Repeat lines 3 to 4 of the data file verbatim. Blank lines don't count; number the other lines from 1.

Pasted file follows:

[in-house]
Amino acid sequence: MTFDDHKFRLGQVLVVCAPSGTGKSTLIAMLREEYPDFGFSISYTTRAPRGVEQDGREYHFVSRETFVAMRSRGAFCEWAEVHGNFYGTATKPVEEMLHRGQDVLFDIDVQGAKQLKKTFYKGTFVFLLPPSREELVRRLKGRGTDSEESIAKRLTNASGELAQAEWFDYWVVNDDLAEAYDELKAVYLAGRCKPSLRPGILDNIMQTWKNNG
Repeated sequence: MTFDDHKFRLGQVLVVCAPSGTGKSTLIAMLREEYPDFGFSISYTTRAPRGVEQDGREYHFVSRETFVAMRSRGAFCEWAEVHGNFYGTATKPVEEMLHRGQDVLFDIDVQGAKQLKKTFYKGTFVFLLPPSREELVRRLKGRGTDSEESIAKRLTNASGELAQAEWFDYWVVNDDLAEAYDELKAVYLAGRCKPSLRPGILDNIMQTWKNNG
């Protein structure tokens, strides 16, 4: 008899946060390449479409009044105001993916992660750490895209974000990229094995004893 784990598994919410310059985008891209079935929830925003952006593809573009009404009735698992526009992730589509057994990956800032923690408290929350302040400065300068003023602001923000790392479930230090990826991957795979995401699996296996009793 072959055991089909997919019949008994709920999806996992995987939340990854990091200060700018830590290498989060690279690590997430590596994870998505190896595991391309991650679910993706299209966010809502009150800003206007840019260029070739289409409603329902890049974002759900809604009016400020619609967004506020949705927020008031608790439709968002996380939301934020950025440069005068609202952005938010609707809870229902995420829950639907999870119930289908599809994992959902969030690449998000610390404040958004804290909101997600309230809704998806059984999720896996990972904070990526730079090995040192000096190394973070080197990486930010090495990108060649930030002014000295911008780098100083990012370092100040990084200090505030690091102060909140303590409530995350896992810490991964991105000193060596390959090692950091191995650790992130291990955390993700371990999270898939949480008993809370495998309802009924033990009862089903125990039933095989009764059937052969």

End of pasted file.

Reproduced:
Repeated sequence: MTFDDHKFRLGQVLVVCAPSGTGKSTLIAMLREEYPDFGFSISYTTRAPRGVEQDGREYHFVSRETFVAMRSRGAFCEWAEVHGNFYGTATKPVEEMLHRGQDVLFDIDVQGAKQLKKTFYKGTFVFLLPPSREELVRRLKGRGTDSEESIAKRLTNASGELAQAEWFDYWVVNDDLAEAYDELKAVYLAGRCKPSLRPGILDNIMQTWKNNG
């Protein structure tokens, strides 16, 4: 008899946060390449479409009044105001993916992660750490895209974000990229094995004893 784990598994919410310059985008891209079935929830925003952006593809573009009404009735698992526009992730589509057994990956800032923690408290929350302040400065300068003023602001923000790392479930230090990826991957795979995401699996296996009793 072959055991089909997919019949008994709920999806996992995987939340990854990091200060700018830590290498989060690279690590997430590596994870998505190896595991391309991650679910993706299209966010809502009150800003206007840019260029070739289409409603329902890049974002759900809604009016400020619609967004506020949705927020008031608790439709968002996380939301934020950025440069005068609202952005938010609707809870229902995420829950639907999870119930289908599809994992959902969030690449998000610390404040958004804290909101997600309230809704998806059984999720896996990972904070990526730079090995040192000096190394973070080197990486930010090495990108060649930030002014000295911008780098100083990012370092100040990084200090505030690091102060909140303590409530995350896992810490991964991105000193060596390959090692950091191995650790992130291990955390993700371990999270898939949480008993809370495998309802009924033990009862089903125990039933095989009764059937052969």